I write this post after taking in two full evenings of testimony before the Howard County Council on CB9-2017. This has been one of the most amazing, intense experiences I have ever witnessed in Howard County. The atmosphere was beyond any local or even state-level testimony I have ever been a part of. This atmosphere has the energy and tension of something found in DC, perhaps a rally at the steps of the Supreme Court? I am also reminded of a Thursday afternoon ritual in Buenos Aires, Argentina. One which I once participated in. Weekly, marches and rallies occur at the foot of the Argentine Presidential palace, the Casa Rosada, to remember political prisoners who have never been seen again. They're known in Argentina as "the disappeared ones."
What do I feel after digesting two full (and I mean full!) nights of testimony, live, on TV and online, and then, adding today's Inauguration activities to boot?
I feel like the rules of engagement have changed. I feel like discourse in our community has changed. I feel that the appetite for insurgency and for wanting to do things differently than they ever had been before did not bypass Howard County. No, far from it, as during the CB9 testimony, many of the same methods by which passions were expressed during the national elections showed themselves locally.
Now, there are some who will blame one person or another for their actions. There's an especially entertaining, small cadre of people on in Howard County who blame all this CB9 kerfuffle squarely at one person's feet. And that entertaining, small cadre would be wrong. People are responsible for their choices and their decisions and their actions. And while I'm sure the actions of the persecuted person affect all the cadre's little sensibilities, those actions themselves are not responsible for the reactions. In a world of reason, "he/she started it" is simply not a permissible defense, much less a noble one.
So what we have seen this week in Howard County are two poverties. There is literal poverty in the socioeconomic sense. Such as evidenced by a husband and wife arguing as my son and I left the hearing Tuesday night. Here's what I heard, with the husband leading:
"Who did that little fa**** think he is, telling me to be quiet? I can do whatever I want to do."
"Then why don't you go back in there and listen?"
"I don't want to, that's why."
"But I thought you wanted to say something?"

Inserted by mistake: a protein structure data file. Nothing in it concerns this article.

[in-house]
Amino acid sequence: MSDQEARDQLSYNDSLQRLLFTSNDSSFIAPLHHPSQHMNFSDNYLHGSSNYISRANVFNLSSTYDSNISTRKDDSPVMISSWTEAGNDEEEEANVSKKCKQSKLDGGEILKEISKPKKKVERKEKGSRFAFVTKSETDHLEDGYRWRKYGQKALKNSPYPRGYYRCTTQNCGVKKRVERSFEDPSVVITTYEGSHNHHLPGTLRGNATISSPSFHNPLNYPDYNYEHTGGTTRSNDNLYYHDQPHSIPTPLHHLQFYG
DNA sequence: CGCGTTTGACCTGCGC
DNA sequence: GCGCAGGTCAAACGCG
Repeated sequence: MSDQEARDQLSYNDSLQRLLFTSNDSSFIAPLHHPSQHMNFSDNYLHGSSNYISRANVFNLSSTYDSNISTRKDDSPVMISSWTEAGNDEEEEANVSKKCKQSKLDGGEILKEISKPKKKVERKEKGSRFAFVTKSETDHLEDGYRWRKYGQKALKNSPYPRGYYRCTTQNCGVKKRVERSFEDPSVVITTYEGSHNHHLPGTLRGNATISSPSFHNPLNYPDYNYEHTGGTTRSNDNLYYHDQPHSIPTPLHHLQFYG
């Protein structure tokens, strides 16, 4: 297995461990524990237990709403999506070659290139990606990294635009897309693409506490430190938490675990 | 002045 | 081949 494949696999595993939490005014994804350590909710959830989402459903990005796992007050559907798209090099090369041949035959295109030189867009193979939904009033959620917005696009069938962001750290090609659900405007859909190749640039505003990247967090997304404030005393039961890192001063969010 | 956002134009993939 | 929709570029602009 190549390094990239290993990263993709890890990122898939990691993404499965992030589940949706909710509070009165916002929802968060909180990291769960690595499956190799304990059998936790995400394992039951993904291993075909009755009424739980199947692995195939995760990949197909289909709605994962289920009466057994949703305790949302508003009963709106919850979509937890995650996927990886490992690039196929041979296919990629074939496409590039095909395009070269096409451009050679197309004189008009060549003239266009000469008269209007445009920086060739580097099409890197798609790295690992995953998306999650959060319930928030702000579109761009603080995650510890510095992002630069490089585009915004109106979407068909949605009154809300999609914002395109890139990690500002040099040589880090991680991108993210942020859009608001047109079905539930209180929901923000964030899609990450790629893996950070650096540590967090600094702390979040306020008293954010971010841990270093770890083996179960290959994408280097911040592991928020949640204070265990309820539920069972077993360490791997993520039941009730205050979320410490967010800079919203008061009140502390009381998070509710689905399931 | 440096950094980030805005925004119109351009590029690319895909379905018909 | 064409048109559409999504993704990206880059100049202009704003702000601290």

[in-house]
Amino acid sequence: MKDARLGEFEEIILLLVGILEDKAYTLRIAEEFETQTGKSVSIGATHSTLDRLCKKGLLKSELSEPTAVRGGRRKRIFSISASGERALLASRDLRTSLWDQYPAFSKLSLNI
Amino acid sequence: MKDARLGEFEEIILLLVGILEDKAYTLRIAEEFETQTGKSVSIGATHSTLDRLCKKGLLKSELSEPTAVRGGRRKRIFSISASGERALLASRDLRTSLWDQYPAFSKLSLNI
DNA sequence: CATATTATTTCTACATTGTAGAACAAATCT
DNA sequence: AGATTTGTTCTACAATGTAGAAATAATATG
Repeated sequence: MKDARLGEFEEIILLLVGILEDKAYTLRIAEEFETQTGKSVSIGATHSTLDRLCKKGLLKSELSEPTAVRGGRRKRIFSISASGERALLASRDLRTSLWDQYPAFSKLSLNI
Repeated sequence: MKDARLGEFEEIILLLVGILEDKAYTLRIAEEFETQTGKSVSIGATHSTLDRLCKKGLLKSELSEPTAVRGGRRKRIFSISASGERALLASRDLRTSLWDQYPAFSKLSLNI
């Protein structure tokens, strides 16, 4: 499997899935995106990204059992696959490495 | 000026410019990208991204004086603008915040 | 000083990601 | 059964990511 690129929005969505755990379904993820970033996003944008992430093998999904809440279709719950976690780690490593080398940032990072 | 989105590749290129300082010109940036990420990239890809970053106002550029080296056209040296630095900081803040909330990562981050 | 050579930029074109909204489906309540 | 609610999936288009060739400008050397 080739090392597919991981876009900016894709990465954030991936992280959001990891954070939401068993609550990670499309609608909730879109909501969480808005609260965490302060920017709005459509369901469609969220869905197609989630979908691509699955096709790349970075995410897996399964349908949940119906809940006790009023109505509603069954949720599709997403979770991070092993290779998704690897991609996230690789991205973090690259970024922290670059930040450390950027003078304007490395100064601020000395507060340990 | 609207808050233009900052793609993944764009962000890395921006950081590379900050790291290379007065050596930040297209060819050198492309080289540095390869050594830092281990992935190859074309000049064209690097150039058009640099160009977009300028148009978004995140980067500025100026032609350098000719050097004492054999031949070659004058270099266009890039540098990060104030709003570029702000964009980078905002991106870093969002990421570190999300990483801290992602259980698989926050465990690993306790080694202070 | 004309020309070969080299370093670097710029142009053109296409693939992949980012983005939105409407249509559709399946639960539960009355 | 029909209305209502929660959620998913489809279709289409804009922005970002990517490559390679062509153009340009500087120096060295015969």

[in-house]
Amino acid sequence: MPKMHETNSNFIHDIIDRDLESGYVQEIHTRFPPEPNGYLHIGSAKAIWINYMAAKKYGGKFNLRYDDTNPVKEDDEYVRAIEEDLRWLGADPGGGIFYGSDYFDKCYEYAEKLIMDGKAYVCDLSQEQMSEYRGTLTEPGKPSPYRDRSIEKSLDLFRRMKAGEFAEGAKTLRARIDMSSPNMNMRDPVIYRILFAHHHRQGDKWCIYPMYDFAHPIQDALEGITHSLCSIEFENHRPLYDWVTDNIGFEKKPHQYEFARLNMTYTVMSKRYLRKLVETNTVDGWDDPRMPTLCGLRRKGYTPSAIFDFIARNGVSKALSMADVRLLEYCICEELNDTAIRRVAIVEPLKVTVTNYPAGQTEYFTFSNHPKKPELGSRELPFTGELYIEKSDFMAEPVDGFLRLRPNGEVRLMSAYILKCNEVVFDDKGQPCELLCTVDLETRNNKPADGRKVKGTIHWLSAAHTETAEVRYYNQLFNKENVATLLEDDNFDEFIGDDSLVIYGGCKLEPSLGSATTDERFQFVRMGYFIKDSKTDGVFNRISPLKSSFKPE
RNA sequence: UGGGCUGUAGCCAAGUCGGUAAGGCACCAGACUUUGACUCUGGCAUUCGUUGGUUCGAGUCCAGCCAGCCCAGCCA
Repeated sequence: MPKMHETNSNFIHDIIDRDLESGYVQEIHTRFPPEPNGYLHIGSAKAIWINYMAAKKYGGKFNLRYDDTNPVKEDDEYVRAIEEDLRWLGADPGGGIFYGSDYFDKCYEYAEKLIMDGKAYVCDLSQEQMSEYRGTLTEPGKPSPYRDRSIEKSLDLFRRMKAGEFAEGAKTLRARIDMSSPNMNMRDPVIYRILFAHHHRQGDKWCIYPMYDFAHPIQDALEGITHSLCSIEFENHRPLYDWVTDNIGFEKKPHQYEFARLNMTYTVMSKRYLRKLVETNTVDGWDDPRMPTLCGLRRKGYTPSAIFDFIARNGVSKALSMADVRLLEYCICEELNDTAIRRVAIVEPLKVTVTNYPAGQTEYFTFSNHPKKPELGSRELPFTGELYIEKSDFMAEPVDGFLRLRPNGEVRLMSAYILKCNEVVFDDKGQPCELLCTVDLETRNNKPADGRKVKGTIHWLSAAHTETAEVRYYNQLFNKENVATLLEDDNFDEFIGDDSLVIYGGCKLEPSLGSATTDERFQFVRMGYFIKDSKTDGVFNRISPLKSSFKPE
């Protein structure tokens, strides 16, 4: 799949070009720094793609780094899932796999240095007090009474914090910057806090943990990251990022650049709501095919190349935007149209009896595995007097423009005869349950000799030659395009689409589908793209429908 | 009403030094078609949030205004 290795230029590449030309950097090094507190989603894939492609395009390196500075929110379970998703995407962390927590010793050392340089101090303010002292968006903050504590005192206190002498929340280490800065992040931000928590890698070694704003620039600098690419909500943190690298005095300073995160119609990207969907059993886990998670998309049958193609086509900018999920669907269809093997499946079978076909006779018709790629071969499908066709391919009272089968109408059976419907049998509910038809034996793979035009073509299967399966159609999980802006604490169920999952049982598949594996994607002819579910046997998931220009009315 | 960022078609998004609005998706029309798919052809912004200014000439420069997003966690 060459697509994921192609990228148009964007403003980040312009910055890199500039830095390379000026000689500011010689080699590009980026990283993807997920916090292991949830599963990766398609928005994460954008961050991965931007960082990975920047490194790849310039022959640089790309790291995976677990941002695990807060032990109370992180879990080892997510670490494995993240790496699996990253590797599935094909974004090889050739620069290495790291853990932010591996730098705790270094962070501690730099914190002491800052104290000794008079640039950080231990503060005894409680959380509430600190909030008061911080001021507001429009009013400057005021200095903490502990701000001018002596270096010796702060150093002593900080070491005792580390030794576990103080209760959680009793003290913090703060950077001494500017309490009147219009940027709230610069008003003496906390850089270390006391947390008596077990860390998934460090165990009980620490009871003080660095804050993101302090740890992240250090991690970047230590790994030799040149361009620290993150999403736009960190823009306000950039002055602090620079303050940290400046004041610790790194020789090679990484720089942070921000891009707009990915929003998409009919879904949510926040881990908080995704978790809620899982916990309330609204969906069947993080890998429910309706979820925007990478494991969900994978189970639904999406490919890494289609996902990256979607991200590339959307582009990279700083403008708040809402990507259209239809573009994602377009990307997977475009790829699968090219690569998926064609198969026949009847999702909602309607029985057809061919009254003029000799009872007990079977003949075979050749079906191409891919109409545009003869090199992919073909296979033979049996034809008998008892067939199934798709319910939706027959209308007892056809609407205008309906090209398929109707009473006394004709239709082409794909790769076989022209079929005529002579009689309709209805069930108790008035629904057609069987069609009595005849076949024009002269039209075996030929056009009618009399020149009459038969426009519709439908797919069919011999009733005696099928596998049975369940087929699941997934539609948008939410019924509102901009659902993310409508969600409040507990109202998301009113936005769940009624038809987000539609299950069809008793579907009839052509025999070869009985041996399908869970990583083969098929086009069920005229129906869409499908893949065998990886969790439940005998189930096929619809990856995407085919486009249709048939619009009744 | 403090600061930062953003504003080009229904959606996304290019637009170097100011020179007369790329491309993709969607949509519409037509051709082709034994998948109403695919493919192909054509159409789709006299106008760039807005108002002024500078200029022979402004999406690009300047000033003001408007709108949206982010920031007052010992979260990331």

"Oh, you just go to hell."
Sounds like the lady is already there.
And the second poverty is that of reason. To draw out the argument I make above, I submit this. We all follow certain norms. We get up, feed ourselves, take care of our hygienic needs, dress, and go to work. We know that red means "stop" and green means "go". It's not like someone says, one day, that red means "go, and do it in reverse gear", or that green means "go into the other lane".
But that's where we are in our discourse. Our norms are changed. What was unacceptable is now acceptable. It's now acceptable to shout. It's now acceptable to denigrate. It's now acceptable to consider someone as "less than" you because the other person differs from you politically.
And this is hypocrisy in it's purest form. It is the height of hypocrisy, in fact, to work to deny people basic protections and considerations, while at the same time, pleading for those same considerations for yourself. To loudly and obnoxiously and disgustingly, advocate denying an entire population access to health care, for example, while at the same time, flaunting the fact that you yourself have health insurance and asking for "thoughts and prayers" while your loved one is in the hospital-- this thing is the height of arrogance and far from the mark of a humble, decent human being.
Howard County is blessed to be relatively free of the first type of poverty. But the second type-- the far more dangerous, insidious type-- I find to be, frighteningly, quite commonplace. Quite disgusting is that this second poverty seems to be encouraged by a number of fairly intelligent people who should know better. And to what end? For a political cause? For the cause of some elected official? Are these causes ones that justify the actions? Do they justify redefining the rules? Apparently so, and this being the case, a response by those who would oppose this number is invited and justified.
So where does this go? The path to success in overcoming this civic bullying is action. Positive, swift, certain action. Don't "be there in spirit" or "wish I could be there". Yes, you have stuff. We all have stuff. Be present. Attend. Speak. Stand. Write. Connect. Throughout the course of history, no progress has ever, ever been made without concerted, coordinated action. This is not an activity for sitting on the sidelines. This is a participatory effort.
When will you need to activate next? Watch the skies.
And let's be careful out there.
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